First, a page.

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Tuesday, December 21, 2010

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How to create own Linux distro (LiLi USB Creator)?

LinuxLive CDs have long been well known as a handy tool in PC repair.Personally I’ve used Linux CDs dozens of times to repair Windowsproblems, from virus scans to file retrieval to partition adjustments.As great as Live CDs are, they still have a few drawbacks, like aninability to save any new files or changes. Bootable USB sticks solvemost of the problems with Live CDs. You can write to them, change thesoftware or the whole system without burning a new CD, and carry themeasily wherever you go.

There’s a new (Windows only, strangely enough) software tool out called LiLi USB Creator.LiLi makes it incredibly easy to create your own customized bootableLinux system on a USB stick, and even run it from within Windows usingan portable copy of Virtualbox that’s included on the installation.Impressed? I am.
I ran LiLi on Windows XP Pro with Service Pack 3 and a 2GB Kingston USB drive. You can download the installer here.It’s a ZIP file and there’s no installer so you can just run itdirectly from wherever it was extracted. Once loaded you’ll get themain LiLi screen where all your choices are made.

Step 1: Choose a USB Key

Ifyour USB drive isn’t already connected, connect it now and wait a fewseconds before hitting the blue refresh button. When you click thedrop-down list, you should see your flash drive in the list. Make sure you’re choosing the correct flash drive,as the program also lists your hard drives, and we certainly wouldn’twant to go wiping any of them. Which reminds me – in case this isn’tyet clear, this flash drive will be wiped clean so make sure there’s nothing important on there before we proceed.

Step 2: Choose a Source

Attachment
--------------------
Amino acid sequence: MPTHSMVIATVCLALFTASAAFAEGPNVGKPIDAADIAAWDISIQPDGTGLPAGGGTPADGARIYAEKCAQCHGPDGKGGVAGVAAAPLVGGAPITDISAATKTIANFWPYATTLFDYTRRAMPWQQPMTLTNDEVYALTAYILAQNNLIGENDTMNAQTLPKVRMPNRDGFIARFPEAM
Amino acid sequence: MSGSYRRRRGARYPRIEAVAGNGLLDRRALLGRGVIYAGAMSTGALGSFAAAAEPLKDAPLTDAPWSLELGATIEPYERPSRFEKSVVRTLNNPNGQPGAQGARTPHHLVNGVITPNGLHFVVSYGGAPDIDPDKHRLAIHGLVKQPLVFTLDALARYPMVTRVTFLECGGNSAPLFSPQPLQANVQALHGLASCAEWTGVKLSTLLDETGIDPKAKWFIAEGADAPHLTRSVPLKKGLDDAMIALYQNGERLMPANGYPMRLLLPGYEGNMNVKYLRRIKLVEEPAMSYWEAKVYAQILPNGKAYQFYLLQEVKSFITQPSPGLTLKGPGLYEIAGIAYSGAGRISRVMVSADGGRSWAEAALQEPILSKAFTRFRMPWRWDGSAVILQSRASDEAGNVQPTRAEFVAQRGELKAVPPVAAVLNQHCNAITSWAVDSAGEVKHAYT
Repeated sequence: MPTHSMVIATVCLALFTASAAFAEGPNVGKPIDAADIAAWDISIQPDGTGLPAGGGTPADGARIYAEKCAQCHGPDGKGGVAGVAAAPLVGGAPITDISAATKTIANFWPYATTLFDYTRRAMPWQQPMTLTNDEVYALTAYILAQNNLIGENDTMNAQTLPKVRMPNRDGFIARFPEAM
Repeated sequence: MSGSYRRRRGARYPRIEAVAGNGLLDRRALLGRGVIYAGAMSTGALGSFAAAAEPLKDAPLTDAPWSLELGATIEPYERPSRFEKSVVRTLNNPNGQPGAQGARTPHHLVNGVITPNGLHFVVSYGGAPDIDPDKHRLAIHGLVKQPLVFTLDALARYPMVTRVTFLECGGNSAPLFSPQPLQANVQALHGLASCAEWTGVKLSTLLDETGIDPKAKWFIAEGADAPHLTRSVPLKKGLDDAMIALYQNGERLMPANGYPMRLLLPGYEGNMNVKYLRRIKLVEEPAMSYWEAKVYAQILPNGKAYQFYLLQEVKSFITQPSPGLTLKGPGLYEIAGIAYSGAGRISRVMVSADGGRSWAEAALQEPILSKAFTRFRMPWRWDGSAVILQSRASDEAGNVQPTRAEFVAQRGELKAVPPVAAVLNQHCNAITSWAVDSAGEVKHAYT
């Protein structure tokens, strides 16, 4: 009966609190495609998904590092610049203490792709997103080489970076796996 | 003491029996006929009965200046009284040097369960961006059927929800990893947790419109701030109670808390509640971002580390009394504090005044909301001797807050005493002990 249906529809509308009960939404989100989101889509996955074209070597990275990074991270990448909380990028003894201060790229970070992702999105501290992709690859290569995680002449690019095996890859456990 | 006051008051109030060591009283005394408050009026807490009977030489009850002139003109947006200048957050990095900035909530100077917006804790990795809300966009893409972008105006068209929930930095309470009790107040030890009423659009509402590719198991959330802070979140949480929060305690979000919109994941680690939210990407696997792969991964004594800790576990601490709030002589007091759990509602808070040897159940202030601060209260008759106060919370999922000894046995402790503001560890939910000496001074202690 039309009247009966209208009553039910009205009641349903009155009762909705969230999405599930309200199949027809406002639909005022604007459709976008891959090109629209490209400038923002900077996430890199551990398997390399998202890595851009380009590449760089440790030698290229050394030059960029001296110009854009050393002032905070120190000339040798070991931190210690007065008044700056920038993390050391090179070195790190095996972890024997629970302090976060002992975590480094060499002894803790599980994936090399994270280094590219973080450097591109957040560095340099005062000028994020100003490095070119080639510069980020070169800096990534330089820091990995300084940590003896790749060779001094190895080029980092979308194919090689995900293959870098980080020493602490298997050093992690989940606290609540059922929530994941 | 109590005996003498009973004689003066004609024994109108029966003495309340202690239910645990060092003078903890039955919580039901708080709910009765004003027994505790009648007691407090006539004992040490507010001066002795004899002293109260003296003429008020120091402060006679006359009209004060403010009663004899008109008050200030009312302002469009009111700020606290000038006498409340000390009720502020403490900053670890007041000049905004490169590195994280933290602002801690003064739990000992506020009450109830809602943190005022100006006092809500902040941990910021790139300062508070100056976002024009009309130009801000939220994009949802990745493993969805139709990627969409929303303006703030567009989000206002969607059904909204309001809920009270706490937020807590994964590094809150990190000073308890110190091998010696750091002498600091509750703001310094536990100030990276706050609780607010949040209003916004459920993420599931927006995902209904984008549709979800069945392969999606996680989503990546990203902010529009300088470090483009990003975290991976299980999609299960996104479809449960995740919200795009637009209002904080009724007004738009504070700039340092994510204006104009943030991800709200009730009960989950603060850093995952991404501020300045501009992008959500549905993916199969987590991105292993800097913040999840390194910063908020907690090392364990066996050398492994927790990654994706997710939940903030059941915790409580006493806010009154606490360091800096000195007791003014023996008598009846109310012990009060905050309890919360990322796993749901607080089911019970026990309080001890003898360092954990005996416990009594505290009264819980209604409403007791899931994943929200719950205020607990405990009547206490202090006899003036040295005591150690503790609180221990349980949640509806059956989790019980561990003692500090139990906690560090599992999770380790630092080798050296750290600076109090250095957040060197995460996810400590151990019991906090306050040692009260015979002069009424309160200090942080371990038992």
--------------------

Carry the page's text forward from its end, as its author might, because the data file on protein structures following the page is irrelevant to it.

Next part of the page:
LiLineeds to know what you plan to use as the base of your system. This isone of LiLi’s big strengths in my opinion. You can choose to use a LiveCD ISO file you already have, a Live CD in your CD-ROM, or to have LiLidownload an ISO for you. This last option is particularly impressive,as LiLi provides a list of some of the compatible distros and willautomatically fetch and check the files it needs.
Asfor me, I went with Fedora because… well… pretty much just because Ihaven’t used it in a while. If you chose to let LiLi download acompatible ISO for you, then you’ve got a little time to wait while itdownloads. Now might be a good time to make a snack, read a book, orbetter yet – browse articles on MakeTechEasier.

Step 3: Persistence

Atthis point, we can take advantage of the fact that we’re using a USBdrive and not a Live CD. By setting some space for persistence, we cannow save file and settings changes directly on to the USB drive. Thisis also the cause of some confusion when creating these live systems.
Forclarity, we’ll use my 2GB Kingston flash drive as an example of howthis all works. It’s actually about 1.9GB, and the files from the ISOwill be using up about 700MB, so according to LiLi that leaves about1.1 GB for persistent files to be saved. The math doesn’t quite add up,but I would guess that LiLi is using up a little more space than justthe ISO contents for things like VirtualBox (discussed below). Theslider bar in the screenshot above lets me choose how much of thatspace I really want to use. Unless you’ve got other plans for thatspace, you probably want to slide the bar all the way up.
If yourUSB drive is larger than 1GB and LiLi doesn’t let you move the sliderpast 0MB, just reformat the entire USB drive, reload LiLi and try again.

Step 4: Options